Canadian Forest Service Publications

Evaluation of simulated estimates of forest ecosystem carbon stocks using ground plot data from Canada's National Forest Inventory. 2013. Shaw, C.H.; Hilger, A.B.; Metseranta, J.; Kurz, W.A.; Russo, G.; Eichel, F.; Stinson, G.; Smyth, C.; Filiatrault, M. Ecological Modelling 272:323-347.

Year: 2013

Available from: Northern Forestry Centre

Catalog ID: 35389

Language: English

CFS Availability: Order paper copy (free), PDF (download)

Available from the Journal's Web site.
DOI: 10.1016/j.ecolmodel.2013.10.005

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Abstract

Assessing the uncertainties in the estimates obtained from forest carbon budget models used for national and international reporting is essential, but model evaluations are rarely conducted mainly because of lack of appropriate, independent ground plot data sets. Ecosystem carbon stock estimates for 696 ground plots from Canada’s new National Forest Inventory enabled the assessment of carbon stocks predicted by the Carbon Budget Model of the Canadian Forest Sector 3 (CBM-CFS3). This model uses country-specific parameters, incorporates all five ecosystem carbon pools, and uses a simulation-based approach to predict ecosystem C stocks from forest inventory data to implement a Tier-3 (most complex) approach of the Intergovernmental Panel on Climate Change Good Practice Guidance for Land Use, Land-Use Change and Forestry (IPCC-GPG). The model is at the core of Canada’s National Forest Carbon Monitoring, Accounting, and Reporting System (NFCMARS). The set of ground plots meets the IPCC-GPG standard for model evaluation as it is entirely independent of the model, but similar in type to that required for IPCC Tier-3 inventory-based C stock estimation. Model simulations for each ground plot used only the type of input data available to the NFCMARS for the national inventory report in 2010 and none of the model’s default parameters were altered. Ecosystem total C stocks estimated by CBM-CFS3 were unbiased (mean difference = 1.9 Mg ha−1, p = 0.397), and significantly correlated (r = 0.54, p = 0.000) with ground plot-based estimates. Contribution to ecosystem total C stocks error from soil was large, and from deadwood and aboveground biomass small. Results for percent error in the aboveground biomass (7.5%) and IPCC defined deadwood (30.8%) pools compared favourably to the IPCC-GPG standards of 8% and 30%, respectively. Thus, we concluded that the CBM-CFS3 is reliable for reporting of C stocks in Canada’s national greenhouse gas inventories. However, available standards for judging model reliability are few, and here we provide recommendations for the development of practical standards. Analyses by leading species (n = 16) showed that error could often be attributed to a small subset of species and/or pools, allowing us to identify where improvements of input data and/or the model would most contribute to reducing uncertainties. This C stock comparison is one of the first ever to follow the evaluation process recommended by the IPCC-GPG for a Tier-3 model, and is a first step towards verification of greenhouse gas emission and removal estimates based on C stock changes.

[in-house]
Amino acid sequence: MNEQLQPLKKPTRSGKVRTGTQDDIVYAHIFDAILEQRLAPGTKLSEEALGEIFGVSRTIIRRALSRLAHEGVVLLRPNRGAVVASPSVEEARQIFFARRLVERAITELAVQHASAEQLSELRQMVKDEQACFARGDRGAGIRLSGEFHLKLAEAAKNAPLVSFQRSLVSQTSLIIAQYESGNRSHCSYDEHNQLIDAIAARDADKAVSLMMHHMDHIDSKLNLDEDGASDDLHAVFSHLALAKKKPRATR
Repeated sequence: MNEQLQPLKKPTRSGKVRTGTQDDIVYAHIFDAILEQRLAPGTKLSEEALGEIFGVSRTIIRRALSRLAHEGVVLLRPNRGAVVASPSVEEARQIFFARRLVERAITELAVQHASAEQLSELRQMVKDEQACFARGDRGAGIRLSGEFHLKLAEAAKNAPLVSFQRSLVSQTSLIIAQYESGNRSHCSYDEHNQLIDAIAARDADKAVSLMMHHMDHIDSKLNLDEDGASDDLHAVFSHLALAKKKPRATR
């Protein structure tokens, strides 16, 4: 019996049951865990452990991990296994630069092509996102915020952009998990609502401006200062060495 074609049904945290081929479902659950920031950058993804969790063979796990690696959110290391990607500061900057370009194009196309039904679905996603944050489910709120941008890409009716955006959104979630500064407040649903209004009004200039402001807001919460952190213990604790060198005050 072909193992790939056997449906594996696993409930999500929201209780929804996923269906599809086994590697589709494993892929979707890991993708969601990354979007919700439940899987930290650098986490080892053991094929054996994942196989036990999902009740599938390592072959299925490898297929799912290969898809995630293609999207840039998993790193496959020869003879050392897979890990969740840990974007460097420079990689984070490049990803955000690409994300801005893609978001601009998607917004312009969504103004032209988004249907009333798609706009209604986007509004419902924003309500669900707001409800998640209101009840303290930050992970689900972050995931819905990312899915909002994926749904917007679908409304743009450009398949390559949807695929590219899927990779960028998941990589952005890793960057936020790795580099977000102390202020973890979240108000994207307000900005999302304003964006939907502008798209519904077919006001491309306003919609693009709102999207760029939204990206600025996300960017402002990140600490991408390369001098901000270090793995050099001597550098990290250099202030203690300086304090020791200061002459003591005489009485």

Plain Language Summary

We compared the amount of carbon measured at plots in Canada’s forests to the amount of carbon calculated by a computer model for each plot. Our goal was to find out how close the model’s amount of carbon was to the amount measured in the plots. The results help us understand how accurate the model is at calculating all the carbon in Canada’s forests. We can also find out how to make the model better for different forest types or forest compartments (trees, dead wood, soil). The average amount of carbon calculated by the model was close to the average amount of measured carbon. The model needs to improve equations for soil carbon in forests where soils are wet or frozen for long periods of time, where it needs to include mosses, and needs to improve equations for carbon in wood that is dead and lying on the ground. This paper is important because it is one of the first comparisons for a large forested area and can help Canada and others using the same model do a better job of calculating the amount of forest carbon and the changes in forest carbon. In Canada, changes in the amount of carbon are used to calculate the balance of greenhouse gases in the managed forest area.

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